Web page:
Meghan, Duchess of Sussex has opened up about her struggle with the "British sensibility of a stiff upper lip" and the trouble with burying your emotions.

In the ITV documentary about the royal couple's tour of Africa, "Harry & Meghan: An African Journey", the Duchess described how she and Prince Harry have decided to push back against scrutiny, abandoning their initial strategy of just ignoring it and brushing it off.

"I've said for a long time to H – that's what I call him – it is not enough to just survive something. That's not the point of life," she told presenter Tom Bradby.

"You've got to thrive and feel happy. I really tried to adopt this British sensibility of a stiff upper lip. I tried, I really tried.


"But I think what that does internally is probably really damaging," she added.

She also said that, while American friends were excited about her relationship with the prince when they started going out, her British friends did warn her that the tabloid scrutiny would "destroy her life".

The Duchess spoke candidly of her struggles with the 'British stiff upper lip'. Photo / ITV
The Duchess spoke candidly of her struggles with the 'British stiff upper lip'. Photo / ITV

"It's hard...When I first met my now husband, my friends were really happy because I was so happy.

"But my British friends said to me 'I'm sure he is great but you should not do it because the British tabloids will destroy your life'.

"And I very naively...[said] 'What the hell are you talking about? That doesn't make any sense, I'm not in tabloids'. I didn't get it. It's been complicated."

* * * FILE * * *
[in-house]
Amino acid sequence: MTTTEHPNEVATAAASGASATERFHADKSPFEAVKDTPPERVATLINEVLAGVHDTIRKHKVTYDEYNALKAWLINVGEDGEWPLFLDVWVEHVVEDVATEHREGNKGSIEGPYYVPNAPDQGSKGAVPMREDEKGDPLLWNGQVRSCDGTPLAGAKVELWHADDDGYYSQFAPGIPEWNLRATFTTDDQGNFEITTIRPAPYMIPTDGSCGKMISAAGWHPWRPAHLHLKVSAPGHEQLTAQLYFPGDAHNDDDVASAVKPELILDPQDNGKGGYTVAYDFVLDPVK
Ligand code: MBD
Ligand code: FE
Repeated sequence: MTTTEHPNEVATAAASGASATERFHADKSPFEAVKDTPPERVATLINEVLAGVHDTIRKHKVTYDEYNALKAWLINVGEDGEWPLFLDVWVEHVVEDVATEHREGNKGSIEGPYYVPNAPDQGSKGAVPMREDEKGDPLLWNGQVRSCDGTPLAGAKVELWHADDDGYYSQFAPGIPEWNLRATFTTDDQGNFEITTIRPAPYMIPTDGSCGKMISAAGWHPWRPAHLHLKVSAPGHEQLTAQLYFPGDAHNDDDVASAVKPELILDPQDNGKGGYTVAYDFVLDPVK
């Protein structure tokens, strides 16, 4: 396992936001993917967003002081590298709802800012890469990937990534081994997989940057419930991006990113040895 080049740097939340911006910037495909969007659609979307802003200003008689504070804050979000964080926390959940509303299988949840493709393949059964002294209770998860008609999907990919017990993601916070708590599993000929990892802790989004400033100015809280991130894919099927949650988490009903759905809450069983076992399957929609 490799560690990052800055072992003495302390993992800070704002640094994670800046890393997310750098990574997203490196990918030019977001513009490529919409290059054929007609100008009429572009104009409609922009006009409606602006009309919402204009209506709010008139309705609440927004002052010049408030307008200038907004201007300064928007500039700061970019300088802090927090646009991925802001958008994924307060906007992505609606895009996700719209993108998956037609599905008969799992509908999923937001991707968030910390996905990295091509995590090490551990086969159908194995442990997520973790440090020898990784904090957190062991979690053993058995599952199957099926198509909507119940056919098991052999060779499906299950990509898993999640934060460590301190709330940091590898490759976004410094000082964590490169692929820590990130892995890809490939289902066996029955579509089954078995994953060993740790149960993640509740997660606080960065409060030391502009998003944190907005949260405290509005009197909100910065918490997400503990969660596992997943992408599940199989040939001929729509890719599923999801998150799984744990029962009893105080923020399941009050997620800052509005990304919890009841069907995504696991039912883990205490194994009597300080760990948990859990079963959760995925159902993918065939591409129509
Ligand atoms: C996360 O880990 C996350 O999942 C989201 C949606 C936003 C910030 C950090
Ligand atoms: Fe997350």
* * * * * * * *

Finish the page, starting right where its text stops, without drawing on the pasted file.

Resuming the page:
Visibly emotional, Meghan admitted feeling "vulnerable" during her pregnancy.

She says she accepts being scrutinised but refuses to accept "untrue" comments.

Prince Harry said his wife faces "relentless propaganda".


"My mum taught me a certain set of values that I will always try to uphold, despite the role and the job that sometimes that entails.

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"I will always protect my family and now I have a family to protect," he said in the documentary.

"So everything that she went through, and what happened to her, is incredibly important every single day, and that is not me being paranoid, that is just me not wanting a repeat of the past.

"If anybody else knew what I knew, be it a father or be it a husband, be it anyone, you would probably be doing exactly what I am doing as well.

"Everything that she went through and what happened to her is still incredibly raw every single day. That is not me being paranoid, that is me not wanting a repeat of the past."

He added: "I will not be bullied into playing a game that killed my mum."

The Duchess admitted in the documentary that she was "not really okay" and has since received an outpouring of support on social media for opening up about her struggle.

Meghan spoke candidly about how she feels she is "existing, not living" and struggling with the pressures of royal life and media scrutiny.

"It's hard. I don't think anybody can understand that."

"I never thought that this would be easy, but I thought it would be fair and that's the part that's really hard to reconcile."